However, the state of Florida is the next in the line to attempt to pass a similar version of this bill, which would permit the importation of prescription drugs for both Medicaid and prisoners. If passed, an additional program of the legislation would also allow the importation of these products for residents of the state.

tax havenReports from London have shown that nearly a third of the billionaires located in Britain plan to or have already moved to areas considered tax havens. In addition to this sudden shift, there is also talk of an investigation into political party bankrolling from those that have chosen to relocate, as well as the delay in a vote involving the end of secret company ownership in offshore territories.

According to the Times news, 28 out of the 93 recorded British billionaires have been found through public record to have moved or been in the process of moving to a tax haven within the last decade.

Tax havens are locations in the world in which taxation is extremely light or sometimes even non-existent. Examples of these are the Channel Islands or countries like Switzerland and the United Arab Emirates that pay little to no tax.

Medicaid fraudWaveney Blackman, the owner of durable medical equipment company WaveCare Health services, has been charged with one act of healthcare fraud for filing claims to Medicaid for products that were never purchased through her business. Blackman pleaded guilty to these charges after one month and has been sentenced to 42 months in prison and ordered to forfeit $9.4 million, the sum of WaveCare’s proceeds from fraudulent claims.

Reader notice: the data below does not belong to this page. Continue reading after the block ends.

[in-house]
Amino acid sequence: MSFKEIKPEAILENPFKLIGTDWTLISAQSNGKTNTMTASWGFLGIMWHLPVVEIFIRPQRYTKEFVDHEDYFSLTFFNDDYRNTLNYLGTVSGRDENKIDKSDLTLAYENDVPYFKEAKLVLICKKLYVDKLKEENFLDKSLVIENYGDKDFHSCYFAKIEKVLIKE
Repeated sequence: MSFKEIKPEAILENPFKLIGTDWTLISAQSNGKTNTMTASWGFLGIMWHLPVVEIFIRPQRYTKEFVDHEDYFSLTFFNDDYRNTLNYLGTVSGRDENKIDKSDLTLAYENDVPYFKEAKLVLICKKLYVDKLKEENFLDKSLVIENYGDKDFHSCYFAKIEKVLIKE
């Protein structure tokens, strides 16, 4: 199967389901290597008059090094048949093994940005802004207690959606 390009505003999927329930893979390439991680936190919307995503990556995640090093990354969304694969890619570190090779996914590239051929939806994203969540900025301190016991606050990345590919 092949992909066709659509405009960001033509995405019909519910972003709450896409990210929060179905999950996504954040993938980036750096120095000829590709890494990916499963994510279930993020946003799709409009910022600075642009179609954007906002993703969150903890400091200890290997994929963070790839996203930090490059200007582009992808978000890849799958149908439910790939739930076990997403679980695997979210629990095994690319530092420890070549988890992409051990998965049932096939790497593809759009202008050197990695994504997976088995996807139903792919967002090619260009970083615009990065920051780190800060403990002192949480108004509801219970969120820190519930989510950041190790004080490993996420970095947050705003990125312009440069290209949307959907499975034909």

During the years of 2010 to 2016, Blackman filed multiple claims to Medicaid for incontinence products, wound care supplies, and other pieces of durable medical equipment that resulted in revenue of $9.4 million. None of these products were ever given to Medicaid clients or even requested by one. These fraudulent claims were filed by Blackman herself, along with the assistance of her employees through a WaveCare biller.

Within one month of being charged, Blackman signed a plea agreement that detailed the illegal actions taken, as well as the proceeds she received from them. The government has seized a Mercedes, seven properties, and money traced to two separate bank accounts, and the judge ordered Blackman to pay the total of $9.4 million WaveCare reportedly received in fraudulent claims. She will also be sentenced to 42 months in prison.

Foreign-bribes-venezuela-300x194The president of a company based in Miami, as well as one of its former sales representatives, hoped to gain access to more work and receive payment of past due invoices by bribing officials at Venezuela’s state energy company.

The two men involved are Rafael Enrique Pinto Franceschi, referred to as Pinto, and Franz Herman Muller Huber, referred to as Muller. Pinto lives in Miami and is the president of the company in question at the age of 40, while Muller was a former sales representative for that company and is currently living in Weston, Florida at the age of 68.